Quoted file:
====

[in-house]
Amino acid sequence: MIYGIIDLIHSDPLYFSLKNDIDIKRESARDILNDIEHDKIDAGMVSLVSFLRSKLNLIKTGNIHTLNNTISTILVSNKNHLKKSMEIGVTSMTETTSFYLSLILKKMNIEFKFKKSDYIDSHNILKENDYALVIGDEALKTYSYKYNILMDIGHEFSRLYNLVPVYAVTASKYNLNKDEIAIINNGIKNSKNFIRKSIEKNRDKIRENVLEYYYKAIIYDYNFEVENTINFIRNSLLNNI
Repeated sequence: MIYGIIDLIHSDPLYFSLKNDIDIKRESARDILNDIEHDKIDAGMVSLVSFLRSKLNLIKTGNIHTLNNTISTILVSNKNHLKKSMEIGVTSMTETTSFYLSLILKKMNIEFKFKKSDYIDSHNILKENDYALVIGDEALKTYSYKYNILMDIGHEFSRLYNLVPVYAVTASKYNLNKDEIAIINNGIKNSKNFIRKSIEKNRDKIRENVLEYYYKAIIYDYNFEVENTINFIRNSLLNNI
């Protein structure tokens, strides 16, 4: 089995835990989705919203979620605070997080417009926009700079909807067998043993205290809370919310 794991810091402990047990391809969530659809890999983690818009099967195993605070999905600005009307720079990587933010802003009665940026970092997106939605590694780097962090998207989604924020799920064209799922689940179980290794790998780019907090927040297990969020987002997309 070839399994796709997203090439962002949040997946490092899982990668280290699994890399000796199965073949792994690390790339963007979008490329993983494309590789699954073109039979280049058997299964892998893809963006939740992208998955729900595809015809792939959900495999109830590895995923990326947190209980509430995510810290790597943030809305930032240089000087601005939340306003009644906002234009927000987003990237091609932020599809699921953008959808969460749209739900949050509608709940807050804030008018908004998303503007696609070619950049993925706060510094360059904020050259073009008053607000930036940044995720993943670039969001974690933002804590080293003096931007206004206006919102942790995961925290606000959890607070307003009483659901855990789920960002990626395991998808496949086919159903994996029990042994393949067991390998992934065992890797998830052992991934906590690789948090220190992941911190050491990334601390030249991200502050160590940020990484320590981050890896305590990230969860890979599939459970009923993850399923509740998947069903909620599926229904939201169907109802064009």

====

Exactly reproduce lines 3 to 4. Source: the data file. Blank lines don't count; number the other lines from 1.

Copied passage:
Repeated sequence: MIYGIIDLIHSDPLYFSLKNDIDIKRESARDILNDIEHDKIDAGMVSLVSFLRSKLNLIKTGNIHTLNNTISTILVSNKNHLKKSMEIGVTSMTETTSFYLSLILKKMNIEFKFKKSDYIDSHNILKENDYALVIGDEALKTYSYKYNILMDIGHEFSRLYNLVPVYAVTASKYNLNKDEIAIINNGIKNSKNFIRKSIEKNRDKIRENVLEYYYKAIIYDYNFEVENTINFIRNSLLNNI
């Protein structure tokens, strides 16, 4: 089995835990989705919203979620605070997080417009926009700079909807067998043993205290809370919310 794991810091402990047990391809969530659809890999983690818009099967195993605070999905600005009307720079990587933010802003009665940026970092997106939605590694780097962090998207989604924020799920064209799922689940179980290794790998780019907090927040297990969020987002997309 070839399994796709997203090439962002949040997946490092899982990668280290699994890399000796199965073949792994690390790339963007979008490329993983494309590789699954073109039979280049058997299964892998893809963006939740992208998955729900595809015809792939959900495999109830590895995923990326947190209980509430995510810290790597943030809305930032240089000087601005939340306003009644906002234009927000987003990237091609932020599809699921953008959808969460749209739900949050509608709940807050804030008018908004998303503007696609070619950049993925706060510094360059904020050259073009008053607000930036940044995720993943670039969001974690933002804590080293003096931007206004206006919102942790995961925290606000959890607070307003009483659901855990789920960002990626395991998808496949086919159903994996029990042994393949067991390998992934065992890797998830052992991934906590690789948090220190992941911190050491990334601390030249991200502050160590940020990484320590981050890896305590990230969860890979599939459970009923993850399923509740998947069903909620599926229904939201169907109802064009």